Much has been made of the alleged difficulty of the Japanese language for non-native and even native speakers. My personal impression is that this view is most commonly cherished by two types of people: those who don’t know much Japanese (or any at all), and those who only know Japanese.
Regardless, it is definitely too simplistic to characterize Japanese as a language more difficult than other languages. To start with, its sound system is incredibly simple (14 consonants and five vowels, with very strict rules on their combination), and the basic grammar is so elegantly uncomplicated that it’s hard not to wonder why all other languages couldn’t be as simple. Maybe the world would be a better place.
Sound and syntax are not everything there is to it, and this brings us to an area where those who champion the difficulty of Japanese certainly have a point: the writing system, especially kanji. There are so many characters and it can be a challenge to know when to use the right one. A particularly tricky issue is the so-called ijidōkun (異字同訓, lit. “different character, same reading”) problem. These are words that can be written with more than one character depending on what meaning is intended to be communicated.
A well-known example is the term ashi, which can be written as both 足 and 脚. In the former case, it translates to “foot/feet” in English but in the latter it means “leg(s).” As there are a number of these ijidōkun terms — most of them unfortunately far less straightforward than the foot/leg distinction — the Bunka Shingei-Kai (文化審議会, Council for Cultural Affairs) published a report this spring intended to cast more light on the issue.
The report contains 133 words that have more than one semantically related character and in many cases it’s actually more than two. Even if we look at only the first few items highlighted in the report, there is agaru (上・揚・挙がる), aku (明・開・空く), ateru (当・充・宛てる), ato (後・跡・痕), and arawasu (表・現・著す), which can all be written with three possible kanji.
As to the first item, agaru and its transitive form ageru, the report specifies as follows: 上 is used when something moves up or is raised (including one’s voice), is given to someone other than oneself, and when something is finished (a piece of work, for instance) or stops (rain, hopefully soon). The same word written with 揚 refers to things that are held in a higher position, most commonly kites, national flags and deep-fried food. Finally, there is 挙, which applies to another rather mixed bag of ideas and situations: to raise a hand, produce evidence, mention or give a name, nominate a candidate, arrest a suspect and hold a wedding ceremony.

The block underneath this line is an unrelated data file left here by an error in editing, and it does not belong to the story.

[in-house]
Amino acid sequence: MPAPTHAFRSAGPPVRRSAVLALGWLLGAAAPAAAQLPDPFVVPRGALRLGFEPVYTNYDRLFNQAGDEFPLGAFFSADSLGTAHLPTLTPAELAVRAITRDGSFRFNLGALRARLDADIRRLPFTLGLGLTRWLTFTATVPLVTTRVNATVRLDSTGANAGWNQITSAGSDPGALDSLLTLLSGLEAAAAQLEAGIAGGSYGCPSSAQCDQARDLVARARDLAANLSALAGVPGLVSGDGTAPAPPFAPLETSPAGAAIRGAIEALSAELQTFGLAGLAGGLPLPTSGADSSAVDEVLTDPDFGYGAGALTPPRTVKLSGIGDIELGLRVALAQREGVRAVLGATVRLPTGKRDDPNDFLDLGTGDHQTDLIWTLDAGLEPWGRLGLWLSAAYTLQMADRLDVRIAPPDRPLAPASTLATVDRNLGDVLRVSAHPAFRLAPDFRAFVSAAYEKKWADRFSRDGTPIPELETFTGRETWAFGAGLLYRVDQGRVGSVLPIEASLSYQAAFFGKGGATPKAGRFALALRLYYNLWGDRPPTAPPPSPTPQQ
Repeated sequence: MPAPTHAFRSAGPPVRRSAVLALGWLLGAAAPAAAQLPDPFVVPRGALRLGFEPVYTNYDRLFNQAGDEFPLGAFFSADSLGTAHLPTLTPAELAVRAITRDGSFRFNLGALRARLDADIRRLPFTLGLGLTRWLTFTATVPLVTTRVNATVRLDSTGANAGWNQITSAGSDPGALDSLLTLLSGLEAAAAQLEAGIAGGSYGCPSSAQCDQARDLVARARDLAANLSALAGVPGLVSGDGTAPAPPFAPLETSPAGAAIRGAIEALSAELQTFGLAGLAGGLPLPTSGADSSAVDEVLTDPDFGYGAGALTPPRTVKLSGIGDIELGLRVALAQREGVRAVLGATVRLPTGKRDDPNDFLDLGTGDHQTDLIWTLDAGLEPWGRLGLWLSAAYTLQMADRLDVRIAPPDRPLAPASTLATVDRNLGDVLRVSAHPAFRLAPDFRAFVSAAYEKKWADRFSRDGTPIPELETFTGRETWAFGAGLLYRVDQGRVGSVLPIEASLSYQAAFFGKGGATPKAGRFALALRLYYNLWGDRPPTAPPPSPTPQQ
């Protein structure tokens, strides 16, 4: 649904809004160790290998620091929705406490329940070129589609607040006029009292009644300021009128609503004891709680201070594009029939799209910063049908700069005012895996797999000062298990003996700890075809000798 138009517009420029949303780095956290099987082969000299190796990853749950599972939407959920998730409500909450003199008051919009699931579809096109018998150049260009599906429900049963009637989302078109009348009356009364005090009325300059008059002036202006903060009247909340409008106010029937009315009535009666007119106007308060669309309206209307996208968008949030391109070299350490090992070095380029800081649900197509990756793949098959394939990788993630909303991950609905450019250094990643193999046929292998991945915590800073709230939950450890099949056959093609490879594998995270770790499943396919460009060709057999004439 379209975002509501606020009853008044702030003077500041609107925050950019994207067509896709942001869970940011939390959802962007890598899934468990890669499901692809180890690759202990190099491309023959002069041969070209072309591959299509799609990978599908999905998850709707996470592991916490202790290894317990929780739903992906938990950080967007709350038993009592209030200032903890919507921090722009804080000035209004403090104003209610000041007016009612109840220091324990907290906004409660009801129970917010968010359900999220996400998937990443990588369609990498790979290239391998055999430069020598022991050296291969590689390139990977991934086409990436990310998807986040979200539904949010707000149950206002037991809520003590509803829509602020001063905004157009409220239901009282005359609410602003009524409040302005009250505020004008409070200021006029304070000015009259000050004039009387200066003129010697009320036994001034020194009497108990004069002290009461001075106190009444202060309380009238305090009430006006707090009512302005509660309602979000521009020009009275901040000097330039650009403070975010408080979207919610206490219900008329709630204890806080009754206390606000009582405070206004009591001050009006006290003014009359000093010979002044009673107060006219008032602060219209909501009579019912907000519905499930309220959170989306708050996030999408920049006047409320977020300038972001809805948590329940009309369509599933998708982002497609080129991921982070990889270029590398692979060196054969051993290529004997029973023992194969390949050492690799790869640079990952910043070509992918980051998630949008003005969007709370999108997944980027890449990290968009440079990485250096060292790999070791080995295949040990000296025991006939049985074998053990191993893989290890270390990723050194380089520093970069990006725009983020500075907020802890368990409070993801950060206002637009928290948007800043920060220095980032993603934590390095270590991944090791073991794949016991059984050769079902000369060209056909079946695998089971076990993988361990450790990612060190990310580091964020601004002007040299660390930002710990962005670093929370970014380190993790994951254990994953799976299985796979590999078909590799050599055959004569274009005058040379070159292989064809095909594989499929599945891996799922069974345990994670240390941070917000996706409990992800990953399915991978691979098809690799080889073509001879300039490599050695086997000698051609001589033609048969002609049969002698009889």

As if that weren’t enough, there can be even more than three kanji readings. In extreme cases, one has to make a choice between up to five suspects, such as for the verb kakeru (掛・懸・架・係・賭ける), which — to highly differing degrees of abstraction — means “to hang.” And the report even contains an example where six different options have to be disambiguated: the verb hakaru, which can express such disparate concepts as “to plan,” “to measure,” “to consult” and much in between, depending on whether you write it with 図, 計, 測, 量, 謀 or 諮.
But the high number of options is not the only problem. Even when there are only two kanji to choose from, and their meaning is relatively clear at that, things can still be complex when you look at the small print. To come back to our foot/leg example, the report also specifies a few cases where the character for foot (足) is used when what is referred to is in fact far more “leggy,” and thus 脚 should be expected. For example, even though you cross your legs rather than your feet, the expression ashi wo kumu is more commonly written with 足 than with 脚. And when someone is described as teashi ga nagai (手足が長い), that person has long arms and long legs, not long arms and long feet. Still you would not commonly find this compound written as 手脚.
That the wealth of possible options can give even native speakers a hard time is attested by last year’s nationwide survey on the Japanese language, which also contained a question about whether, and how frequently, someone was unsure about the right Kanji choice. Around two-thirds of the respondents admitted to having such problems, 50 percent of them said sometimes, 25 percent said frequently and less than 7 percent said they were never uncertain — they were probably stretching the truth.
As these figures show, it is not entirely unwarranted to think of Japanese as a difficult language. On the other hand, we must keep in mind that this difficulty to a large extent is a matter of character. Or characters, to be precise.
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